Equinox (Latin: aequus, equal + nox, night) refers to a moment when the Sun is perpendicular to the Equator of the Earth, and the Northern and Southern Hemispheres are equally illuminated; this occurs twice a year, first, around the 20th of March with the Sun progressing northward, as the Spring or vernal equinox in the Northern Hemisphere and the Fall or autumnal equinox in the Southern, and around the 22th of September, with the Sun proceeding southward, as the autumnal equinox of the Northern, and the vernal equinox of the Southern.
- When the equinox entered Pisces, the Savior of the World "appeared as the Fisher of Men."
- The number of the dead long exceedeth all that shall live. The night of time far surpasseth the day, and who knows when was the Æquinox? Every hour adds unto that current arithmetick, which scarce stands one moment.
- Thomas Browne, in Hydriotaphia, Urn Burial (1658)
At the equinox when the earth was veiled in a late rain, wreathed with wet poppies, waiting spring
The ocean swelled for a far storm and beat its boundary, the ground-swell shook the beds of granite.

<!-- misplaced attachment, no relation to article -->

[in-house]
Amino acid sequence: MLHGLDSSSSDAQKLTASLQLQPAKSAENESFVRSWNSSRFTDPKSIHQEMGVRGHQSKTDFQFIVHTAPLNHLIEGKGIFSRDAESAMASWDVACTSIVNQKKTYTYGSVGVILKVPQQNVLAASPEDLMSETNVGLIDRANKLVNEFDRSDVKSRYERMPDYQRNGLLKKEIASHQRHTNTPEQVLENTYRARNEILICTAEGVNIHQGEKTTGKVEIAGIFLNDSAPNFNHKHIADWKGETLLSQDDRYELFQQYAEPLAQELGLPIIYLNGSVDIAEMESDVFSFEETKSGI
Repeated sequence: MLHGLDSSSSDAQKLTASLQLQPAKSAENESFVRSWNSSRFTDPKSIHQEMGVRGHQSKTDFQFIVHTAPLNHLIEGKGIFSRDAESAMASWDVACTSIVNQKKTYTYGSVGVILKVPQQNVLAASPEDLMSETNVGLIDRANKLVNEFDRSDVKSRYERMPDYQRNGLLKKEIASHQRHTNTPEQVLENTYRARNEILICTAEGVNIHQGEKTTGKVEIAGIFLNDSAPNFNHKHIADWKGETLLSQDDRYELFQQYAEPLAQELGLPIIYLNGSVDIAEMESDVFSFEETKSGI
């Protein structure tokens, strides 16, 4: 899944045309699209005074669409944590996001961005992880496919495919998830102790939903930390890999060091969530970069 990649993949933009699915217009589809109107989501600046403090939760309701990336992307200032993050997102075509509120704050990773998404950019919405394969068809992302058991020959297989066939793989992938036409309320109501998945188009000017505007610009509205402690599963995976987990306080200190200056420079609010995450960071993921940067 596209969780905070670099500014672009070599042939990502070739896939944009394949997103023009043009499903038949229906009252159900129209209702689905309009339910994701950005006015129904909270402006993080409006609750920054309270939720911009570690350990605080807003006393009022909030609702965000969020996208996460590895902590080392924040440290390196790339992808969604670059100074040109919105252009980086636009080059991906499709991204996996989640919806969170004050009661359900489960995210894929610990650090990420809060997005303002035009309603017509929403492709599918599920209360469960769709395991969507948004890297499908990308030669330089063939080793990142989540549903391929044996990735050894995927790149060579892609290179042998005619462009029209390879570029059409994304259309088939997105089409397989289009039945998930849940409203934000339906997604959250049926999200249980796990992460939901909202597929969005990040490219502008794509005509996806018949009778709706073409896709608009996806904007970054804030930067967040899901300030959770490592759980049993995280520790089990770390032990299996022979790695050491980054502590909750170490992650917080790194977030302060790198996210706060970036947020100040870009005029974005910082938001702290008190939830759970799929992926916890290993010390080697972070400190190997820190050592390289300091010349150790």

I gazing at the boundaries of granite and spray, the established sea-marks, felt behind me
Mountain and plain, the immense breadth of the continent, before me the mass and double stretch of water.
- Robinson Jeffers, in "Continent's End" in Tamar and Other Poems (1924)
- I've always assumed that every time a child is born, the Divine reenters the world. Okay? That's the meaning of the Christmas story. And every time that child's purity is corrupted by society, that's the meaning of the Crucifixion story. Your man Jesus stands for that child, that pure spirit, and as its surrogate, he's being born and put to death again and again, over and over, every time we inhale and exhale, not just at the vernal equinox and on the twenty-fifth of December.